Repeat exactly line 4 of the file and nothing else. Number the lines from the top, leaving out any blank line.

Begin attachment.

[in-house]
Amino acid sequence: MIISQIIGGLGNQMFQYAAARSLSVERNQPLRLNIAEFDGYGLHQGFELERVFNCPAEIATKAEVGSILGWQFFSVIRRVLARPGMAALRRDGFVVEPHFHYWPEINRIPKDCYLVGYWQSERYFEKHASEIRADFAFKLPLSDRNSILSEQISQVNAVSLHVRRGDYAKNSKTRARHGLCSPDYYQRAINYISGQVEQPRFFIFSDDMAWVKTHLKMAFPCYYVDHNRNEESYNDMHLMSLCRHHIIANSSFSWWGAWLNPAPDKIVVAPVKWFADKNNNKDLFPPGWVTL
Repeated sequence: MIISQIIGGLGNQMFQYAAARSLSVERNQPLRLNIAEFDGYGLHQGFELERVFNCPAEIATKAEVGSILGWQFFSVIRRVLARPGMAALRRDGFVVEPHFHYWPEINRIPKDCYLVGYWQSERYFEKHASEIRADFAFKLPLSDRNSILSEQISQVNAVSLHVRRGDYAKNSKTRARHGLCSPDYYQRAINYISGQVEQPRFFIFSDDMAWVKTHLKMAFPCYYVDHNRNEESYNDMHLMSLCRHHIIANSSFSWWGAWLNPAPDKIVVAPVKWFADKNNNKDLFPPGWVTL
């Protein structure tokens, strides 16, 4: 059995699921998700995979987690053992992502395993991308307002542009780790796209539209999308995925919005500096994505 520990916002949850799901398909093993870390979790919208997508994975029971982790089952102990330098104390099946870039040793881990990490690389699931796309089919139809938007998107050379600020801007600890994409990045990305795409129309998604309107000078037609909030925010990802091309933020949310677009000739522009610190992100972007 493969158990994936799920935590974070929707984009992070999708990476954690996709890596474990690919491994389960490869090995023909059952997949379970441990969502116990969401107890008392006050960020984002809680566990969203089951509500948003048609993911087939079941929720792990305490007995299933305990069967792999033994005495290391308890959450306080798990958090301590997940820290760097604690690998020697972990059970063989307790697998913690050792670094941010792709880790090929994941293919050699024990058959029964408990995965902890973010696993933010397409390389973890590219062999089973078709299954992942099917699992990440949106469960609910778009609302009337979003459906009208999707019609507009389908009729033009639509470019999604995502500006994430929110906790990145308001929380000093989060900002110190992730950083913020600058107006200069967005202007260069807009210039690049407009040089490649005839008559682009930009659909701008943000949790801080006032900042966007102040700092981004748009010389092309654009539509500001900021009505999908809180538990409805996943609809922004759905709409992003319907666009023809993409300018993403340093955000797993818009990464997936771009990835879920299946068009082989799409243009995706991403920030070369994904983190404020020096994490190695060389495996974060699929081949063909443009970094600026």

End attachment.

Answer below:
């Protein structure tokens, strides 16, 4: 059995699921998700995979987690053992992502395993991308307002542009780790796209539209999308995925919005500096994505 520990916002949850799901398909093993870390979790919208997508994975029971982790089952102990330098104390099946870039040793881990990490690389699931796309089919139809938007998107050379600020801007600890994409990045990305795409129309998604309107000078037609909030925010990802091309933020949310677009000739522009610190992100972007 493969158990994936799920935590974070929707984009992070999708990476954690996709890596474990690919491994389960490869090995023909059952997949379970441990969502116990969401107890008392006050960020984002809680566990969203089951509500948003048609993911087939079941929720792990305490007995299933305990069967792999033994005495290391308890959450306080798990958090301590997940820290760097604690690998020697972990059970063989307790697998913690050792670094941010792709880790090929994941293919050699024990058959029964408990995965902890973010696993933010397409390389973890590219062999089973078709299954992942099917699992990440949106469960609910778009609302009337979003459906009208999707019609507009389908009729033009639509470019999604995502500006994430929110906790990145308001929380000093989060900002110190992730950083913020600058107006200069967005202007260069807009210039690049407009040089490649005839008559682009930009659909701008943000949790801080006032900042966007102040700092981004748009010389092309654009539509500001900021009505999908809180538990409805996943609809922004759905709409992003319907666009023809993409300018993403340093955000797993818009990464997936771009990835879920299946068009082989799409243009995706991403920030070369994904983190404020020096994490190695060389495996974060699929081949063909443009970094600026």